Moreover, the Report highlights that an increasing number of EU individuals are making use of their rights under the Privacy Shield and that the relevant redress mechanisms are functioning well.

Source: EU-US Privacy Shield passes third Commission ‘health check’ — but litigation looms | TechCrunch

Where does the GDPR fine money go?

On 8 July 2019, the UK’s ICO issued British Airways with a £183 million penalty for violations and just one day later levied a £99 million fine against hotel chain Marriott. Google was hit with a €50 million fine by French authorities, and at least 70 enforcement actions have been taken in total across the EU little more than a year after the new regulations came into force.

But the destination of this money, which has the potential to exceed billions in the next few years, has been the subject of uncertainty. The relatively untested one-stop-shop principle, too, may lead to tensions brewing as data protection authorities wrestle over claims for jurisdiction with regards to mammoth investigations

Full article: GDPR: Where does the fine money go? | IT PRO

EBF publishes proposals on Cyber incident reporting

In order to ensure that financial institutions are able to quickly and effectively report cyber incidents without at the same time sacrificing a proper incident management and recovery process, The European Banking Federation (EBF) published its proposals on cyber incident reporting.

In particular EBF makes the following proposals for supervisors and regulators:

  • Establish a central reporting and coordination hub in each Member State;
  • Harmonise reporting thresholds and create a common taxonomy for cyber security incidents;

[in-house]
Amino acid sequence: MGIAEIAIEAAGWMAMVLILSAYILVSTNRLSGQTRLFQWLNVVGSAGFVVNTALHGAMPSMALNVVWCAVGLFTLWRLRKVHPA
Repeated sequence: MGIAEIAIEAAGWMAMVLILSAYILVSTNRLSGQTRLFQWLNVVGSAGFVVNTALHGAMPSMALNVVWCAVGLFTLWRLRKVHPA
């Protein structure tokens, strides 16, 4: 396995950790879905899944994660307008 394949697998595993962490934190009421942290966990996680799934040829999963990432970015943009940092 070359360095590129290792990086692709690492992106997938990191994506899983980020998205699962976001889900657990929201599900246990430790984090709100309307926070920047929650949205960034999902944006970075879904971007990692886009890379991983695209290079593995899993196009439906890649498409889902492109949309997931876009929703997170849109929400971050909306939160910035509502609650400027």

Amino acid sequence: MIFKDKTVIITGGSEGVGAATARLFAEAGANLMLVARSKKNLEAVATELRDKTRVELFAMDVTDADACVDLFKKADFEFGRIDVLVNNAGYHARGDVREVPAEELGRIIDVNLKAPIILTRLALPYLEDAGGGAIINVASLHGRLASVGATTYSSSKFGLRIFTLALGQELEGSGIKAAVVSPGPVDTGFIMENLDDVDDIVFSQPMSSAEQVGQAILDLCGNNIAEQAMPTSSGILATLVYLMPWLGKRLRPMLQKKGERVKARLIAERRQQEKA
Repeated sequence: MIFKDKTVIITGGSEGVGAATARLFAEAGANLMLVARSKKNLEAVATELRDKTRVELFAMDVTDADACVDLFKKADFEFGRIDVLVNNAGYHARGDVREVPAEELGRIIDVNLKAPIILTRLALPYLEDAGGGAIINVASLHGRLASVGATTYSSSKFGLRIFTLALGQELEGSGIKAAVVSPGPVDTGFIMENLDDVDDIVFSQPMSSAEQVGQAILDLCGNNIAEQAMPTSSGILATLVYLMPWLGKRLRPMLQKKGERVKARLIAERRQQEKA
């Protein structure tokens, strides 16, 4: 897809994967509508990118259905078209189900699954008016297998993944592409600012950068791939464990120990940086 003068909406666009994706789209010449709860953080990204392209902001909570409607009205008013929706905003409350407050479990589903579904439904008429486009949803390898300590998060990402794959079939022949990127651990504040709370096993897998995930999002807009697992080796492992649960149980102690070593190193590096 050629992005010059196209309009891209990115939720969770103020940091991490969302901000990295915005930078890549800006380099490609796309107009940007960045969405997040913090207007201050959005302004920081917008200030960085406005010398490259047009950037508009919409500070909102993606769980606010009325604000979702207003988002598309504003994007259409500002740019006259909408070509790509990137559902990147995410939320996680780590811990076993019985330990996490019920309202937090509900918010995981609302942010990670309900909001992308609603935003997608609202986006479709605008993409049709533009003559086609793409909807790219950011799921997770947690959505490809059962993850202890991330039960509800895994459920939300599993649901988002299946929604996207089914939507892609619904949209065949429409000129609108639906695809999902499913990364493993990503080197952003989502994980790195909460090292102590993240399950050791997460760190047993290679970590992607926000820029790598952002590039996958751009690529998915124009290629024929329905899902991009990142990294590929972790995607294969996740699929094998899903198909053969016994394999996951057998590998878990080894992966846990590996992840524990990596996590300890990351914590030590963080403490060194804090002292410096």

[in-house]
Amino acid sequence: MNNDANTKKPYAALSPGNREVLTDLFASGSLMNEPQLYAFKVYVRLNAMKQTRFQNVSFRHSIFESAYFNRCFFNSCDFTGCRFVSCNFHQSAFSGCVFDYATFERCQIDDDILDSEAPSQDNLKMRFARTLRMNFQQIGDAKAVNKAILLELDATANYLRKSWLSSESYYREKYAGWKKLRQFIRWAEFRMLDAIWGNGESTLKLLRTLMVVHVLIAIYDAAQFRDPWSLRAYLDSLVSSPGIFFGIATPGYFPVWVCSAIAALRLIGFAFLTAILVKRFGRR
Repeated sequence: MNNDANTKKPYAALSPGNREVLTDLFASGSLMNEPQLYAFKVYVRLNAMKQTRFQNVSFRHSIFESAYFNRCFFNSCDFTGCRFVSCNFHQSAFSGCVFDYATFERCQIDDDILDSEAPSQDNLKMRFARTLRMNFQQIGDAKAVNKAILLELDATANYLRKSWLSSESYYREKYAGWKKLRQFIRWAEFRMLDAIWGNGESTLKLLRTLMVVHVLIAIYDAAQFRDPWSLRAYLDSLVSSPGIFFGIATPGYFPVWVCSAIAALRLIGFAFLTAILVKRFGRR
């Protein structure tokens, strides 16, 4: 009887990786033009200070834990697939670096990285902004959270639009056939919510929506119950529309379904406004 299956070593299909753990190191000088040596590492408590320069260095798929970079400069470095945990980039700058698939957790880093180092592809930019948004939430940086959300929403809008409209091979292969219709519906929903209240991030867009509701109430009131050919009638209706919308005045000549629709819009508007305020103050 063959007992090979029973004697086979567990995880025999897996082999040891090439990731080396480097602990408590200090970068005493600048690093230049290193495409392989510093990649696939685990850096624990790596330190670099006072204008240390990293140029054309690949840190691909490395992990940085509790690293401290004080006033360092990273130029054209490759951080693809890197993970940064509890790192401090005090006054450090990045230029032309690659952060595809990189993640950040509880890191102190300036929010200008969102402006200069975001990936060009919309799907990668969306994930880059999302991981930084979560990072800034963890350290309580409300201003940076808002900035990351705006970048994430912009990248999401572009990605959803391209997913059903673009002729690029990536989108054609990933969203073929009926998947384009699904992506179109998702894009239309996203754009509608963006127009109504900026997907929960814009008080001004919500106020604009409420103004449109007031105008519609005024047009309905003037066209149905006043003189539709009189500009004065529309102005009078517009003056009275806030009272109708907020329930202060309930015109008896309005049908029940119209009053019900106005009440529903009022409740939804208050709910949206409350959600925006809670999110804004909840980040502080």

• Foster public-private real-time collaboration between regulators, supervisors, law enforcement, financial institutions and other cross-sectoral infrastructure actors;
  • Further involve national CERTs in information sharing;
  • Introduce a regular bi-directional information flow between regulators/ supervisors and the industry.

Full report: EBF position on Cyber incident reporting

Only 25% of companies disclose data breaches despite GDPR

A high number of businesses in Europe are choosing to not disclose cyber-security breaches to the public, despite the risk of heavy GDPR fines, a new study reports.

Researchers discovered that 75% of cyber-attacks are not published, with many companies indicating that they turn a blind eye to their legal obligations.

According to the research, less than a fifth (19%) of corporations gave official notification of hacks they suffered over the last five years, despite 66% of firms surveyed saying they were aware of their legal obligations under new EU data laws in terms of reporting to their local Data Protection Authority.

Source: #Privacy: 25% of companies disclose data breaches despite in GDPR era